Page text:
The topic of perfection is a common discussion at the programming dinner table. Is it good? It is bad? It is healthy? Is it possible? Is it realistic? As expected, a topic with this many questions has a wide variety of entrenched opinions. Some advocates state perfectionism incubates higher code quality which directly results in lower bug counts and a more stable solution. The diametric opinions typically cite wasted time and/or effort and speak to an unqualified need for the ideal, additionally stating that clean, concise code is optional and in the eye of the beholder. Which side is right? Is there a right side? Or, does either argument hold water?
Perfectionism is defined as a personality trait characterized by a person's striving for flawlessness and setting excessively high performance standards. Unfortunately, the definition of perfectionism contains negative connotations through the use of lively words such as "flawlessness" and "excessive." Additionally, the increased visibility of psychological disorders such as obsessive compulsive disorder (OCD) have brought health and mental concerns to the forefront. This should not be confused with those setting the bar intentionally high, but within reason. Having high standards/expectations can be a positive attribute. This goal can help someone become a better person. With that in mind, the following section outlines the benefits and pitfalls of perfectionism in software development:
- Cleaner code is easier to manage and maintain
- Higher quality code translates to less bugs found by QA and in production
- Seeking out higher quality increases one's knowledge and ability
- Code is well structured for future development or refactoring
- Taking too much unscheduled time to complete a task can cause project delays
- Continuous refactoring can lead to excessive retesting
- Changing unrelated code such as variable or function names can introduce bugs into existing functionality
- Using perfectionism as an excuse or a crutch
Brene Brown, a research professor at the University of Houston Graduate College of Social Work stated, "Perfectionism is not the same thing as striving to be our best. Perfectionism is not about healthy achievement and growth; it's a shield." Although perfectionism is a double-edged sword, it should not be labeled as good or evil. It should be categorized as innocuous. Perfection on its own merit is worth a second look, but the power it wields depends on the source.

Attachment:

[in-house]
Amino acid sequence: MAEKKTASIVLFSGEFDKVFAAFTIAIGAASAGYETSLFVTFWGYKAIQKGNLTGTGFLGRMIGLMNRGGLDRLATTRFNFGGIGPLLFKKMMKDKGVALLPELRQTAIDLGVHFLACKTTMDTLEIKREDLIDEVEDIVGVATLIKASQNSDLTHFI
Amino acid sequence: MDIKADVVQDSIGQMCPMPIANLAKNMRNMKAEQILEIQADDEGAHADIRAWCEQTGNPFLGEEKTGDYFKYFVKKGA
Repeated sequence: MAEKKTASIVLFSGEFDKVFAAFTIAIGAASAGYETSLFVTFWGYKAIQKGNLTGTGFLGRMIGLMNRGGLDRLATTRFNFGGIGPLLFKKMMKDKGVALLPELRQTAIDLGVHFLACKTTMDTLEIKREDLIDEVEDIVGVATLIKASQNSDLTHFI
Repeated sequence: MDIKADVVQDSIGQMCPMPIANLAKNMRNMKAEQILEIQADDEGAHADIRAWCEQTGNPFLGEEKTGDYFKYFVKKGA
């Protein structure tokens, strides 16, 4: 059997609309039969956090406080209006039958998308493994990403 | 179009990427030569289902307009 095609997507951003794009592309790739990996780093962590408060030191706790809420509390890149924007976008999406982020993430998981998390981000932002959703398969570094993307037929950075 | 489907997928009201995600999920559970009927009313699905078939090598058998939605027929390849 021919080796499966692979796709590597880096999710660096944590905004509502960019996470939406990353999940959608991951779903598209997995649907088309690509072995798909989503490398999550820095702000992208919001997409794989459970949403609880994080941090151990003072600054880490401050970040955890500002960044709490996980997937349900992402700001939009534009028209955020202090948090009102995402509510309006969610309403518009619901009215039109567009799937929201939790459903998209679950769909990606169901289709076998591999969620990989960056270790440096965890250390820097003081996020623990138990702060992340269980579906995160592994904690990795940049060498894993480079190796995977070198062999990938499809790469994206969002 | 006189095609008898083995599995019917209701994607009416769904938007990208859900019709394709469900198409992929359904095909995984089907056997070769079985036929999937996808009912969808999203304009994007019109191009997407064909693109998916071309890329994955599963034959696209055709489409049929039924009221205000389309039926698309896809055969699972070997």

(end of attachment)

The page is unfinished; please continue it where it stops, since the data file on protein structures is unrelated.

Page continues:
As with most personality traits, moderation is important. Properly balancing high quality against project needs, timelines, and goals is an area that should be kept in check. Missing a deadline that directly impacts profitability may have dire consequences. Additionally, be sure to recognize that perfectionism is not a trait held by all. Holding everyone to the same standard may create excessive friction between team members. Setting (or asking for) expectations/limits in a project or task can also help frame expectations. For those with the perfectionism trait, do not get discouraged when perfection is not chosen as the top priority. Use this information as fuel to continue championing it. For those without the perfectionism gene, do not suppress, box-in, or invalidate those who strive towards perfection. Work with them to find a manageable balance between perfection and priority.